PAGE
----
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An ex-convict, Jiro (Akira Kobayashi), emerges from prison after an eight-year stint to find his gang disbanded and his aging boss on his sick bed. When Jiro approaches the powerful Hasama family to ask for assistance, he is tasked with settling a gangland dispute in a manufacturing district. If he succeeds, he and his old family will gain control over the area. Meanwhile, a rival named Hino (Jô Shishido) haunts Jiro’s every move.

I was first introduced to the cinema of Yasuharu Hasebe just a month ago when I reviewed Arrow’s release of Massacre Gun (1967). My education continues with the direct follow-up to Massacre Gun, Retaliation (aka: Shima wa Moratta and I Own Your Turf, 1969), another violent, gangland melodrama fronted by Jô (sometimes Joe) Shishido. In this case, Shishido plays second fiddle to Akira Kobayashi, who is probably best known for his headline appearances in Seijun Suzuki’s Kanto Wanderer (1963) and Kinji Fukasaku’s Battles without Honor and Humanity series (1973-74). Hasebe also trades up evocative, smoky black & white photography for gloriously bloody Fujicolor. Yoshihiro Ishimatsu and Keiji Kubota’s screenplay is not particularly inspiring, but it is a fun enough revisitation of double-crossing tough-guy tropes to stand up against some of the better Yakuza movies of the late ‘60s/early ‘70s. The violence, both implied and explicit, is sometimes unnecessarily offensive (most of the women are either beaten, sexually assaulted, murdered, or tied up in BDSM-style stress positions), but more often entertaining, especially the spontaneous fist and sword fights and brutal torture scenes.

However, Hasebe and cinematographer Muneo Ueda’s insistence on shooting much of the film through and around foreground objects (windows, plants, chairs, beaded curtains, et cetera) trumps any of the minor updates to the Yakuza story formula. These eccentric visual choices, which frame scenes like giant dioramas, stretch beyond the widescreen vérité of many Nikkatsu and Toei thrillers to imply that the entire film is being culled from law enforcement surveillance, or perhaps the cameras of rival Yakuza spies (on at least two occasions, surveillance cameras are identified). Similarly, the particularly aggressive brawl that sets off the events of the third act is lit almost exclusively by a single flashlight. The effect can be maddening, crowding the frame beyond its capacity, but it’s always interesting and even compels the viewer to crane his/her neck in an effort to glimpse of the obscured action.



Retaliation is a pretty obscure title and doesn’t appear to have been released on DVD or Blu-ray in any region (I can’t even find any evidence of grey market or bootleg versions), so I can’t compare Arrow’s remastered, limited edition (3000 copies), 2.35:1, 1080p release against anything. I assume that the most obvious shortcomings are inherent in the source material. Retaliation is a challenge, because, as mentioned above, Hasebe and Ueda make a lot of extreme choices with their photography, including soft focus and diffused lighting. They also fix the sharpest details around the middle-ground, which often leaves foregrounds and backgrounds vaguely defined. All of this leads to a very grainy image that is distorted by in-camera artefacts, like general blurriness and chromatic aberrations. Still, details and structure is sharp, without any major signs of compression. The grain structure can appear uneven at times, but there aren’t issues with clumping or blocking. Also, like many films from the period, the colours and black levels can be inconsistent, though the overall gamma is more regulated than Arrow’s older Lady Snowblood release.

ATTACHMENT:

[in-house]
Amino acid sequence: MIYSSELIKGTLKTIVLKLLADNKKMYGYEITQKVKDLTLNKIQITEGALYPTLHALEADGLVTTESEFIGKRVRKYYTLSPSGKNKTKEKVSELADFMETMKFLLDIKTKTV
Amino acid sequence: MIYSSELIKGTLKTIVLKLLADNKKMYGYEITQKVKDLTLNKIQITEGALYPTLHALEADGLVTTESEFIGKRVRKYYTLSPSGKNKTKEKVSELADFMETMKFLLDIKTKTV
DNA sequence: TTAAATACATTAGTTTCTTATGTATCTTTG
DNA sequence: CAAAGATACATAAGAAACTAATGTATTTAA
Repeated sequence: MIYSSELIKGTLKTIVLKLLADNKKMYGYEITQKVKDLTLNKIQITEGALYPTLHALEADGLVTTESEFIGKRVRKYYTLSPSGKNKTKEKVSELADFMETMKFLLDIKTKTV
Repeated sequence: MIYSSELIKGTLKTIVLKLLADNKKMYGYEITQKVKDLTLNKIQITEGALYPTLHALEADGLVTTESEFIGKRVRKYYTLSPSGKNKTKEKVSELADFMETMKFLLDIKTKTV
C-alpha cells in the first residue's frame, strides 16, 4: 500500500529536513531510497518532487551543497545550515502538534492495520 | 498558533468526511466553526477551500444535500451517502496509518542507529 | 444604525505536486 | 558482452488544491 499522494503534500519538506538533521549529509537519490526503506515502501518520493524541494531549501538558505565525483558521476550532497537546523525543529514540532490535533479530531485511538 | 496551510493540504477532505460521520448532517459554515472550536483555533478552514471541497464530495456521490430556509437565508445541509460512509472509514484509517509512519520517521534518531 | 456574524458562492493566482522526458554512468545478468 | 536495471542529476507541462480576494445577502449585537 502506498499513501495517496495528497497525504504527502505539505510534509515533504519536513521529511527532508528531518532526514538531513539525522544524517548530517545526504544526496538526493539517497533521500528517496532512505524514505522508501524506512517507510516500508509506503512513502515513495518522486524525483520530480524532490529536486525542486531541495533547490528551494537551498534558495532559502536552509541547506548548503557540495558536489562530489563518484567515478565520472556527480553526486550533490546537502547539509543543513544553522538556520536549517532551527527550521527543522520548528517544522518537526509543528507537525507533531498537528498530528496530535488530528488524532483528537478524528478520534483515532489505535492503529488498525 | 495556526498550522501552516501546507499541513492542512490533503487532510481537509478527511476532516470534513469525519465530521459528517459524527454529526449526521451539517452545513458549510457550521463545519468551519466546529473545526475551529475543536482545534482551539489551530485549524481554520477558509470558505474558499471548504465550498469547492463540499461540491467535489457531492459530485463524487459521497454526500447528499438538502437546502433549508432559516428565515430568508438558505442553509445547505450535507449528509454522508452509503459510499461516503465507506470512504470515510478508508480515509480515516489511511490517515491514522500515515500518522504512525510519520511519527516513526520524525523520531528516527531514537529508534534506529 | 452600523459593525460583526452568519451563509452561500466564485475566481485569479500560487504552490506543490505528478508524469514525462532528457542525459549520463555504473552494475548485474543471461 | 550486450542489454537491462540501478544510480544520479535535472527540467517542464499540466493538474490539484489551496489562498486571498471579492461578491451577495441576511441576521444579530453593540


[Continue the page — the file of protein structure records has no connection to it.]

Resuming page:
Arrow has preserved the original mono sound and presents it in uncompressed PCM 2.0. It seems likely that a lot of the dialogue and incidental were added in post, which is pretty common for movies from the era, but this mix is relatively aggressive. The hum and buzz of the outdoor environments (cars, trains, pedestrians, and omnipresent cicadas) and use of radios during some interior scenes sets a more immersive aural stage than I’m used to from other ‘60s/’70s Yakuza movies. The dialogue track features minor aspirated hiss, but are otherwise clear and consistent. Hajime Kaburagi’s rock/surf inspire score is fantastic, if not underused. I assume that the live band playing in the club is playing his original tunes as well. The music is crisp, including warm bass and tight instrumentations.



  • Interview with critic and historian Tony Rayns (31:30, HD) – A continuation of a supplemental discussion that appeared on Arrow’s Massacre Gun Blu-ray. This picks up where that featurette left off and covers Nikkasu Films’ most prolific actors and directors. Fantastically informative.
  • Interview with star Jô Shishido (13:30, HD) – This interview is also a follow-up to an extra that appears on the Massacre Gun release and continues the extended discussion with the outspoken and sweet-natured actor.
  • Theatrical trailer
  • Gallery featuring rare promotional images



Retaliation suffers from a conventional Yakuza thriller script, but director Yasuharu Hasebe’s odd visual choices and the charismatic pull of actors Jô Shishido and Akira Kobayashi help to set it apart from a very crowded field. It’s also a good companion piece to Hasebe’s more romantic and Hollywood-inspired Massacre Gun, which Arrow released earlier this year. The Blu-ray image quality is limited by the strange photography, but is still plenty clear. The sound is well balanced for an older mono track and the extras include two very informative interview segments.

* Note: The above images are taken from the Blu-ray release and resized for the page. Full-resolution captures are available by clicking individual images, but due to .jpg compression they are not necessarily representative of the quality of the transfer.